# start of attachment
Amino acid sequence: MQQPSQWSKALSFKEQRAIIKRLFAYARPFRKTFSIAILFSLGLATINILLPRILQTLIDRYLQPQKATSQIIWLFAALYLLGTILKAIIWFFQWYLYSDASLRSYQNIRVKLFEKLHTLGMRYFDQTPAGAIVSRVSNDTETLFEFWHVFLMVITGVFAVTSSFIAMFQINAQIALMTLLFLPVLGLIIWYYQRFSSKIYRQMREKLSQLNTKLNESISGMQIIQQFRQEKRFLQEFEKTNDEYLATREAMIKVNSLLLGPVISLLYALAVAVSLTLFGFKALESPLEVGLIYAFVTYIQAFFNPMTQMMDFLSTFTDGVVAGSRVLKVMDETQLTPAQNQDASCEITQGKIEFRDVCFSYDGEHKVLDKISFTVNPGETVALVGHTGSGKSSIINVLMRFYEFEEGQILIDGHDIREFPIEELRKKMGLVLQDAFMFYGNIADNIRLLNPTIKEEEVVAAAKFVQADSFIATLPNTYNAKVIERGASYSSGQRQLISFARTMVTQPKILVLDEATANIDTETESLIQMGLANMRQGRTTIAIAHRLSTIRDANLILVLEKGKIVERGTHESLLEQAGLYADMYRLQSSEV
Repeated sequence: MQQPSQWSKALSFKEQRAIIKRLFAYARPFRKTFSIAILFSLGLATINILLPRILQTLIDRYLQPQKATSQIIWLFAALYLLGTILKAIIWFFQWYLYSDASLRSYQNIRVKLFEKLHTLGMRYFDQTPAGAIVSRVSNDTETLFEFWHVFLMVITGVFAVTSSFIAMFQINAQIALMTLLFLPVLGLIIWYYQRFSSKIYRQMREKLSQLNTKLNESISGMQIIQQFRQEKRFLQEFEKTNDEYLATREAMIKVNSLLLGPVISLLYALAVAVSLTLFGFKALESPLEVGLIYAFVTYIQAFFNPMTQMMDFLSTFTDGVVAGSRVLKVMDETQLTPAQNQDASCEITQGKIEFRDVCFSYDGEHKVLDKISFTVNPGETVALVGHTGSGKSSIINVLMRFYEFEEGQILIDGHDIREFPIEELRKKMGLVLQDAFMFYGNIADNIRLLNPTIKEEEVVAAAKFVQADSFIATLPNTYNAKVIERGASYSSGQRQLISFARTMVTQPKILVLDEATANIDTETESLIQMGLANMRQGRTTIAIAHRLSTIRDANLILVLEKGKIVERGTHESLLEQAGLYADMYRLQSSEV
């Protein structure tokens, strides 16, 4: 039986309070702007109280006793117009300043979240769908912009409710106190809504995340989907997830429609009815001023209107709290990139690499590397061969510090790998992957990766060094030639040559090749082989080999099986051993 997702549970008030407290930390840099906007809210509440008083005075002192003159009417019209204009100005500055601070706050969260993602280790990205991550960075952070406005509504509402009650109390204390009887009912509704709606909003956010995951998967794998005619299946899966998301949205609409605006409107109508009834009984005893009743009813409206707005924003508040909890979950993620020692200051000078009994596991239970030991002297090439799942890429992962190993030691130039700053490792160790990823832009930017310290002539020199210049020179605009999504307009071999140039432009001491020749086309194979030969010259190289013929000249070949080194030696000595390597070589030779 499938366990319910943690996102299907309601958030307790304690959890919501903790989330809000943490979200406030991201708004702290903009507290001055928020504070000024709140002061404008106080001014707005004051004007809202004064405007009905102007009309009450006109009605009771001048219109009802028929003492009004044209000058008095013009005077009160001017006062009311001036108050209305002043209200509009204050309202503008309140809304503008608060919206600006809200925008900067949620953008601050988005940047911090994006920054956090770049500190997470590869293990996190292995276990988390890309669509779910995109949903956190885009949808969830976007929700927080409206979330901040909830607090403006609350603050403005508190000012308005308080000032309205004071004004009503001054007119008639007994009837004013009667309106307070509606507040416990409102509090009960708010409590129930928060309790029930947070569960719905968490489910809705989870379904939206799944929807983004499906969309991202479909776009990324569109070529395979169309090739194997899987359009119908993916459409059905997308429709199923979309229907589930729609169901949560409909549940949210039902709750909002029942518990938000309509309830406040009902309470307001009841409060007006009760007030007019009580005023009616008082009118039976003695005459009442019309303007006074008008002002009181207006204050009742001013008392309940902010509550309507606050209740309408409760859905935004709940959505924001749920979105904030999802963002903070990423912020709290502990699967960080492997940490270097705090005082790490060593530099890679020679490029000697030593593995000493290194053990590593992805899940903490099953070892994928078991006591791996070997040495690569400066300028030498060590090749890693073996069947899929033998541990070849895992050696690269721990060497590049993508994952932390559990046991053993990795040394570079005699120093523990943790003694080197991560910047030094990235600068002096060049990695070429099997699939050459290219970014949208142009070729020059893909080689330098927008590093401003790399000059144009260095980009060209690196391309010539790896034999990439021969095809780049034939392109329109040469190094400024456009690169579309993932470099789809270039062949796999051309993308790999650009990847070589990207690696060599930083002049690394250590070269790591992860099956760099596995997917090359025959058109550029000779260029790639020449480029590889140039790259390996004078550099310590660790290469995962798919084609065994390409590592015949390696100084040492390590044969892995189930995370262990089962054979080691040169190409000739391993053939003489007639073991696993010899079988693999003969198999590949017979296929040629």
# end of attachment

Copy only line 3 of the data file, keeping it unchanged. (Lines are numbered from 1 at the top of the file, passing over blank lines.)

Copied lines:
């Protein structure tokens, strides 16, 4: 039986309070702007109280006793117009300043979240769908912009409710106190809504995340989907997830429609009815001023209107709290990139690499590397061969510090790998992957990766060094030639040559090749082989080999099986051993 997702549970008030407290930390840099906007809210509440008083005075002192003159009417019209204009100005500055601070706050969260993602280790990205991550960075952070406005509504509402009650109390204390009887009912509704709606909003956010995951998967794998005619299946899966998301949205609409605006409107109508009834009984005893009743009813409206707005924003508040909890979950993620020692200051000078009994596991239970030991002297090439799942890429992962190993030691130039700053490792160790990823832009930017310290002539020199210049020179605009999504307009071999140039432009001491020749086309194979030969010259190289013929000249070949080194030696000595390597070589030779 499938366990319910943690996102299907309601958030307790304690959890919501903790989330809000943490979200406030991201708004702290903009507290001055928020504070000024709140002061404008106080001014707005004051004007809202004064405007009905102007009309009450006109009605009771001048219109009802028929003492009004044209000058008095013009005077009160001017006062009311001036108050209305002043209200509009204050309202503008309140809304503008608060919206600006809200925008900067949620953008601050988005940047911090994006920054956090770049500190997470590869293990996190292995276990988390890309669509779910995109949903956190885009949808969830976007929700927080409206979330901040909830607090403006609350603050403005508190000012308005308080000032309205004071004004009503001054007119008639007994009837004013009667309106307070509606507040416990409102509090009960708010409590129930928060309790029930947070569960719905968490489910809705989870379904939206799944929807983004499906969309991202479909776009990324569109070529395979169309090739194997899987359009119908993916459409059905997308429709199923979309229907589930729609169901949560409909549940949210039902709750909002029942518990938000309509309830406040009902309470307001009841409060007006009760007030007019009580005023009616008082009118039976003695005459009442019309303007006074008008002002009181207006204050009742001013008392309940902010509550309507606050209740309408409760859905935004709940959505924001749920979105904030999802963002903070990423912020709290502990699967960080492997940490270097705090005082790490060593530099890679020679490029000697030593593995000493290194053990590593992805899940903490099953070892994928078991006591791996070997040495690569400066300028030498060590090749890693073996069947899929033998541990070849895992050696690269721990060497590049993508994952932390559990046991053993990795040394570079005699120093523990943790003694080197991560910047030094990235600068002096060049990695070429099997699939050459290219970014949208142009070729020059893909080689330098927008590093401003790399000059144009260095980009060209690196391309010539790896034999990439021969095809780049034939392109329109040469190094400024456009690169579309993932470099789809270039062949796999051309993308790999650009990847070589990207690696060599930083002049690394250590070269790591992860099956760099596995997917090359025959058109550029000779260029790639020449480029590889140039790259390996004078550099310590660790290469995962798919084609065994390409590592015949390696100084040492390590044969892995189930995370262990089962054979080691040169190409000739391993053939003489007639073991696993010899079988693999003969198999590949017979296929040629």